Dedicated defense attorney wins victory for rights of accused in high profile case


by Cynthia Price
Legal News

Anastase “Tase” (pronounced TAH-zee) Markou of Levine & Levine in Kalamazoo is completely comfortable with the place defense attorneys hold in the legal system.

“You have to fundamentally believe that our system is the best in the world,” he says. “The outcome will be decided fairly if everyone plays their role. And my role is not to decide who’s guilty or not, that’s up to the jury. My role is to provide the best defense I can for someone accused of a crime.

“Because we have somebody standing beside the defendant, we have a better system that ensures more fairness.”

Markou is a self-professed “big advocate for people’s constitutional rights,” and he recently won a victory for those rights in a case that was the subject of much media coverage and public

Many will remember the vivid news reports about a Kalamazoo Uber driver who was taken into custody after an alleged killing spree, with deaths sandwiched between his taking many customers to their destinations without incident, including some who asked him point blank if he was the killer as the word got out.

Many will also remember his reported statements that the Uber app made him do it, displaying a devil’s head and taking over his body when it turned from black to red.

Those statements have now been ruled as stemming from illegal interrogations after the arrest of the Uber driver in question, Jason Dalton.

According to the record of the facts in the July 31 Court of Appeals (COA) decision by Judges Joel Hoekstra (presiding), Jane Markey, and William Murphy, Dalton was initially interviewed starting at 1:00 a.m. At the outset, after he was read his Miranda rights, Dalton stated explicitly, “I would prefer not to say anything.” He would go on to say something similar “approximately 40 times.”

The interrogation continued, lasting over three hours.

Some ten hours later, another law enforcement official began questioning Dalton. His Miranda rights were again read to him, and the following exchange occurred, according to the COA review of the transcript:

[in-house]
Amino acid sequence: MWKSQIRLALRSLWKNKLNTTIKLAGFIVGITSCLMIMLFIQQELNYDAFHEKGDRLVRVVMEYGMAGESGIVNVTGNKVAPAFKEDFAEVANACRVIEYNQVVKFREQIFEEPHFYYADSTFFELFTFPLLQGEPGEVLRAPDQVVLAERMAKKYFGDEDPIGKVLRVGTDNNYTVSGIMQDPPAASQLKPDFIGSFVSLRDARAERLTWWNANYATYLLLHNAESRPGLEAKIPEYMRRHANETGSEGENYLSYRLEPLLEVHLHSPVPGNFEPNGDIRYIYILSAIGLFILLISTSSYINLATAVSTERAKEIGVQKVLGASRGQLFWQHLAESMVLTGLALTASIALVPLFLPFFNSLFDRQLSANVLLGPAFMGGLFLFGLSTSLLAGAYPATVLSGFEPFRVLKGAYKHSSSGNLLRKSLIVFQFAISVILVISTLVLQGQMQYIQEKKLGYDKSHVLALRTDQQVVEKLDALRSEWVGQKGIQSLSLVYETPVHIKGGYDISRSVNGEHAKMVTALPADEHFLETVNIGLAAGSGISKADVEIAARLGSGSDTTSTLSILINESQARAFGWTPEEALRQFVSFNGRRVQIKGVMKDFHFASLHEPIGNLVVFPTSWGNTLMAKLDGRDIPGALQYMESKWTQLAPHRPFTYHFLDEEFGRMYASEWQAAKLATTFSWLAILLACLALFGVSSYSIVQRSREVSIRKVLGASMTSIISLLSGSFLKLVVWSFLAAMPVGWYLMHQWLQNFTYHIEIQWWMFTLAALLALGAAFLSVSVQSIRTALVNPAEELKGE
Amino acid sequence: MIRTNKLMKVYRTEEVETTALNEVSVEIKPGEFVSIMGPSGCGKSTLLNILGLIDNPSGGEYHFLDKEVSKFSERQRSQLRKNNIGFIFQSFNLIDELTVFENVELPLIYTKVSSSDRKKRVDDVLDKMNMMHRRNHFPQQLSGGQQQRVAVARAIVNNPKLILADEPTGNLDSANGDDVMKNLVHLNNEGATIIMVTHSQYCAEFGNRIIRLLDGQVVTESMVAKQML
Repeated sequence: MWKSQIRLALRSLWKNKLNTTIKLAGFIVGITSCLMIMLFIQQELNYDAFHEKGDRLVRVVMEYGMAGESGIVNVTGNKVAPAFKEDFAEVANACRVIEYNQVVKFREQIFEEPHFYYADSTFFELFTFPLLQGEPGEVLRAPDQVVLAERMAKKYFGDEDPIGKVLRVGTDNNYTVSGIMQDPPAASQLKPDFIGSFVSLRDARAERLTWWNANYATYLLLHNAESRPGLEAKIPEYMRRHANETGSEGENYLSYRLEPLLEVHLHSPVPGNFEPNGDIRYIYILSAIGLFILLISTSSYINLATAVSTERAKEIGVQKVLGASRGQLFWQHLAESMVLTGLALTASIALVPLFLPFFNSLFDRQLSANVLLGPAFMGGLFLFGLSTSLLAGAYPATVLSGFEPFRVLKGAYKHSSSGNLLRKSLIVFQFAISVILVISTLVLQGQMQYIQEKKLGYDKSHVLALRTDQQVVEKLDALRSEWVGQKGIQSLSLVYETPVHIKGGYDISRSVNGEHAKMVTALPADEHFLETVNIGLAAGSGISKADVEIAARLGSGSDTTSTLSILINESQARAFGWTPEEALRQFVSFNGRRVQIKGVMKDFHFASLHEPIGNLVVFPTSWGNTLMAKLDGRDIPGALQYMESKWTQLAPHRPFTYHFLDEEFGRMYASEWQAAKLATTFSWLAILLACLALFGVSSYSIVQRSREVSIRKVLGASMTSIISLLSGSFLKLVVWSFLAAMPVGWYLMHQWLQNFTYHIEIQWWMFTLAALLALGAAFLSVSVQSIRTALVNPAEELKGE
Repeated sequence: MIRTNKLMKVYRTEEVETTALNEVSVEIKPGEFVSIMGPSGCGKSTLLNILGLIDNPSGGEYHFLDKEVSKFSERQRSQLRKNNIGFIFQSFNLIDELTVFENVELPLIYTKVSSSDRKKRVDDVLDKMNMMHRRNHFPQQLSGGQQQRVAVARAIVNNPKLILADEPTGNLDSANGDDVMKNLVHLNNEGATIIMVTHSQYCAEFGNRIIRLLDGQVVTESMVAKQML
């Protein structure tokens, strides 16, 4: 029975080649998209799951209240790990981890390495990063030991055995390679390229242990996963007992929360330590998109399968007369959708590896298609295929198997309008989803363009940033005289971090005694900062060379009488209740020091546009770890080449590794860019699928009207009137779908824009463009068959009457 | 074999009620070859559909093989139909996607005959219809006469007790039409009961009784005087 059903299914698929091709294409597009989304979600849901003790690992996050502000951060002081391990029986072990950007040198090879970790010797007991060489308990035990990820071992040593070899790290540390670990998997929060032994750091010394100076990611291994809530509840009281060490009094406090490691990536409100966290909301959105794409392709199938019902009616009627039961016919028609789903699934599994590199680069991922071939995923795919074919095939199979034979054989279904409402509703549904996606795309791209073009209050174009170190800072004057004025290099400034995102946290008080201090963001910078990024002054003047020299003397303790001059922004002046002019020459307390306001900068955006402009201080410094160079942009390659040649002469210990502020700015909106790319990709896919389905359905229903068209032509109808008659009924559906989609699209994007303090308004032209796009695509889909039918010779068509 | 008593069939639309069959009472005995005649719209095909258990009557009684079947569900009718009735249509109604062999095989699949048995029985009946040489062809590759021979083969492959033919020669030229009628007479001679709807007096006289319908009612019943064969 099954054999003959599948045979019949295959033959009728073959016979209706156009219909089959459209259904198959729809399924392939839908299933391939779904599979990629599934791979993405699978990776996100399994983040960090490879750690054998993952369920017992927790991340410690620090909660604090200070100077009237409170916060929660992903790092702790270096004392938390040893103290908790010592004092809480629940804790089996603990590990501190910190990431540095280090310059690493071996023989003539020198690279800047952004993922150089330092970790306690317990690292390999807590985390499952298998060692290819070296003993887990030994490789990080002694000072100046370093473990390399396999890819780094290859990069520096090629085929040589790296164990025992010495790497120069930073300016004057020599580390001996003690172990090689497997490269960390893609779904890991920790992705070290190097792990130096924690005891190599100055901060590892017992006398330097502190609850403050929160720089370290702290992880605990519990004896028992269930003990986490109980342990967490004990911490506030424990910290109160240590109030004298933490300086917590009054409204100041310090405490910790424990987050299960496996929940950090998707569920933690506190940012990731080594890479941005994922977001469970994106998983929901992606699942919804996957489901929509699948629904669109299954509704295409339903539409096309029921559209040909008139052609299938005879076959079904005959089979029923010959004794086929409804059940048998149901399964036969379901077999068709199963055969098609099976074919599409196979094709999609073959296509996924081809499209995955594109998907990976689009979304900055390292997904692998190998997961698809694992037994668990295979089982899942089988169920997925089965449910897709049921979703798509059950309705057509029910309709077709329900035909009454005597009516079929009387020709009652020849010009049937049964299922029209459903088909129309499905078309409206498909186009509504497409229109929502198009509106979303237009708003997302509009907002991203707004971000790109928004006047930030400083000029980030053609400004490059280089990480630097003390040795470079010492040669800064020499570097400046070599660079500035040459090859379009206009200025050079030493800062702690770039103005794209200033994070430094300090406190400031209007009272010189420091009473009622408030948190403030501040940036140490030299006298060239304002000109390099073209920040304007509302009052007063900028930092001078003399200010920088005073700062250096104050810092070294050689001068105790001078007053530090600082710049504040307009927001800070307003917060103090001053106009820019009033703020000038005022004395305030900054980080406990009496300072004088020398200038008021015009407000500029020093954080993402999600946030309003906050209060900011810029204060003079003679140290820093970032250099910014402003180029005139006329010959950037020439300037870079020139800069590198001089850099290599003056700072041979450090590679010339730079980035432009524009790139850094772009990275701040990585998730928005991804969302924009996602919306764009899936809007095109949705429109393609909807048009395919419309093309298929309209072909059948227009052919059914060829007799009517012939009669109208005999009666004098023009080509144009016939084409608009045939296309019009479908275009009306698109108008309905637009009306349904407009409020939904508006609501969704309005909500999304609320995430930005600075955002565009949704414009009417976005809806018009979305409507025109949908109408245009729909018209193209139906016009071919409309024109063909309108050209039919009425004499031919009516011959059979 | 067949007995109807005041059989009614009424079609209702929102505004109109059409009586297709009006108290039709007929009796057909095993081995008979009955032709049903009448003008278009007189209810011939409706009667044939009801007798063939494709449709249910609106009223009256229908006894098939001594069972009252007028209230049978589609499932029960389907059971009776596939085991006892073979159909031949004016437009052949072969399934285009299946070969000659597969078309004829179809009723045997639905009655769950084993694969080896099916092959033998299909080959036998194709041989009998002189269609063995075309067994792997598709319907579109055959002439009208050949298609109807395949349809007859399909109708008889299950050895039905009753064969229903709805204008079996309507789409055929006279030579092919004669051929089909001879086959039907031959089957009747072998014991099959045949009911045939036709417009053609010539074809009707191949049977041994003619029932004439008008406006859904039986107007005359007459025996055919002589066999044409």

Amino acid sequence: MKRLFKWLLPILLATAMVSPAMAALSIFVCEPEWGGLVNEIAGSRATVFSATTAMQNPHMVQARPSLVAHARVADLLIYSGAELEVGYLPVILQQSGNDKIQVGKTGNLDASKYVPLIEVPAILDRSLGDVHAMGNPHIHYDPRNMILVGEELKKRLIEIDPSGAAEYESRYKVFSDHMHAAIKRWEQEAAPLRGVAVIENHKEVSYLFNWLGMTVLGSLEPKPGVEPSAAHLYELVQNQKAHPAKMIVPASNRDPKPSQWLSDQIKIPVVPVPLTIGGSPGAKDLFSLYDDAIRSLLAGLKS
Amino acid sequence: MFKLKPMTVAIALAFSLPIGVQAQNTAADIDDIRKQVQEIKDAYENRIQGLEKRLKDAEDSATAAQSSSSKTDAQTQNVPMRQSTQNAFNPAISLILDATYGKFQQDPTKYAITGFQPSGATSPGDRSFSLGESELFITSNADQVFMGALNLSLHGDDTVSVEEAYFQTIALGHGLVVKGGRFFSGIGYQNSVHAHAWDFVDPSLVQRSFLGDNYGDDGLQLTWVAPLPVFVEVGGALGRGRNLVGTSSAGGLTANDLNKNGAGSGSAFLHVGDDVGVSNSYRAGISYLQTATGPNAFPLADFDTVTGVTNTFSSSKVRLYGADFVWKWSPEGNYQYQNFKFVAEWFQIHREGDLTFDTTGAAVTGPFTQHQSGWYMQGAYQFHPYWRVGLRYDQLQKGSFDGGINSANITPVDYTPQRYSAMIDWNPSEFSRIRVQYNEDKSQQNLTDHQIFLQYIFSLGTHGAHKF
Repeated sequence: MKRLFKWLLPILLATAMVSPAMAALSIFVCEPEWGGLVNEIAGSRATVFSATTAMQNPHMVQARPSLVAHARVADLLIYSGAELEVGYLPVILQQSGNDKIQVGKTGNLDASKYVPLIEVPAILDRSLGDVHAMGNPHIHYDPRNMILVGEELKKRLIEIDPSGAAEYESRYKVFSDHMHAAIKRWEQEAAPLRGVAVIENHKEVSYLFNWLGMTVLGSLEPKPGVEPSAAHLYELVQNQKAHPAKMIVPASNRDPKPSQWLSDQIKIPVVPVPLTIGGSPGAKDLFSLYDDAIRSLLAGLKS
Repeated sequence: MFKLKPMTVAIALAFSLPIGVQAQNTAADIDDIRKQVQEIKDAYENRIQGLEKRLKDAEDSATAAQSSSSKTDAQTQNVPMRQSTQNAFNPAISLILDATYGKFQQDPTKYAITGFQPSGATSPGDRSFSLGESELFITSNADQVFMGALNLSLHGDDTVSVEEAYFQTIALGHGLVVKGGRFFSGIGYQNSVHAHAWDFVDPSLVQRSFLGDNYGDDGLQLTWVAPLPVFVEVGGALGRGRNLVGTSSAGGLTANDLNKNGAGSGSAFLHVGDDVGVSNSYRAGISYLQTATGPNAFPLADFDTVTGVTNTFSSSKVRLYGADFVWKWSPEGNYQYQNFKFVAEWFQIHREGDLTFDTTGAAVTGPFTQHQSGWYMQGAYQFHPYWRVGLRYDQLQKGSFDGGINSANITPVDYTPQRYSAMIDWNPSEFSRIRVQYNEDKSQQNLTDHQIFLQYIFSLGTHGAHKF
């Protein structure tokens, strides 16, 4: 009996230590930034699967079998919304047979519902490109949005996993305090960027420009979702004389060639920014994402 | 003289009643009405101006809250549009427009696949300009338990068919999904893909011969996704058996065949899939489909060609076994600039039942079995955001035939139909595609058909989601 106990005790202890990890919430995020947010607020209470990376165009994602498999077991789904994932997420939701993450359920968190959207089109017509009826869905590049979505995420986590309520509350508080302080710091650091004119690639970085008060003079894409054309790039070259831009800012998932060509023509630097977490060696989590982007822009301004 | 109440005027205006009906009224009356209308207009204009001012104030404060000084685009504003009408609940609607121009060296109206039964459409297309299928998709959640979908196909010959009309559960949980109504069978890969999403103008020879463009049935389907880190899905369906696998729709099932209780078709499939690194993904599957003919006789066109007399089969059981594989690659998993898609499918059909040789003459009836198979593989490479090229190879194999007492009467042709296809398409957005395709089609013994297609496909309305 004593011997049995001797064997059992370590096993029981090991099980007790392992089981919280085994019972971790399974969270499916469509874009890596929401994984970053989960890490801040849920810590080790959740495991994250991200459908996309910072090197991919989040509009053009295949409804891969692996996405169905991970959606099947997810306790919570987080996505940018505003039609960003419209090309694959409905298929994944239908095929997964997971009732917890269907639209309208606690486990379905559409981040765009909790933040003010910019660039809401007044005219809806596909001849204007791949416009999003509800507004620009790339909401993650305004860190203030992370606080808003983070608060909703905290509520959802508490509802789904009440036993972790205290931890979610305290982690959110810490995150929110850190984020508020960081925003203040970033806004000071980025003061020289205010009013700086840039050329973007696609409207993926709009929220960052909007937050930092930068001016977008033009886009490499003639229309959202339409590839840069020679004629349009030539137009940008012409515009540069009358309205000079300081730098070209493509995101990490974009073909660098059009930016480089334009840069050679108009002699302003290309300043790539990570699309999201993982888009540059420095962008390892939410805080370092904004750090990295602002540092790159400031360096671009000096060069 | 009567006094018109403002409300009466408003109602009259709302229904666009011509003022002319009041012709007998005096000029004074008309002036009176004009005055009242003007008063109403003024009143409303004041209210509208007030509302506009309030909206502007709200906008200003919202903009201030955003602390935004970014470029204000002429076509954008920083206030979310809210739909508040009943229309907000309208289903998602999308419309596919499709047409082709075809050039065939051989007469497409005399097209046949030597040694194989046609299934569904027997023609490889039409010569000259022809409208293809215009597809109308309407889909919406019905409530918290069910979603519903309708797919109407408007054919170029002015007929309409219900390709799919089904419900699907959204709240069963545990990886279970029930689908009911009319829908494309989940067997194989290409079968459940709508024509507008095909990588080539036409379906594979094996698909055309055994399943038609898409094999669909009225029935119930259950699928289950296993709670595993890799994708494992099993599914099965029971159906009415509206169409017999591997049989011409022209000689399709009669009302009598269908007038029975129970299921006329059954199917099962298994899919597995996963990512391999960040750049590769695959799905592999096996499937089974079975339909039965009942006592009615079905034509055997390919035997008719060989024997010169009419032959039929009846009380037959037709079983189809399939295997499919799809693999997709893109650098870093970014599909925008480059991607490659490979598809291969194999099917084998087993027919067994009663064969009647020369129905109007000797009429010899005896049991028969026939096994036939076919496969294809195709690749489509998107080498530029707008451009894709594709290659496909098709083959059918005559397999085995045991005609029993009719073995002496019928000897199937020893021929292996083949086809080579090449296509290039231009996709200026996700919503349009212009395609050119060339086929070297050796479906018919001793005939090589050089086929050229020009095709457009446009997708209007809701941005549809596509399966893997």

“[Defendant]: I think I probably need to talk to a lawyer.

Det. Gorham: Okay. So you want to talk to an attorney before you speak with me about anything?

[Defendant]: Yeah. It’d probably be nice, yes.”

Once again, the questioning continued, and a while later, Dalton agreed to waive his rights.

Though the trial court did agree to suppress many of the statements obtained in the first interrogation, it allowed for some of the first interview to be included due to the “public safety exception.”
The COA disagreed, saying that the questions asked about whether there might be additional victims who needed assistance did not fall under that exception. The opinion reads, “..the public safety exception’s application is limited to situations when the only questions asked relate solely to neutralizing an immediate danger. ... Indeed, considering the three hour interview, the vast majority of questions had nothing to do with public safety, and in the context of the interrogation at a whole, it is plain that the purported public safety questions—most of which came late in the interview—were simply another means of... eliciting incriminating statements from defendant.”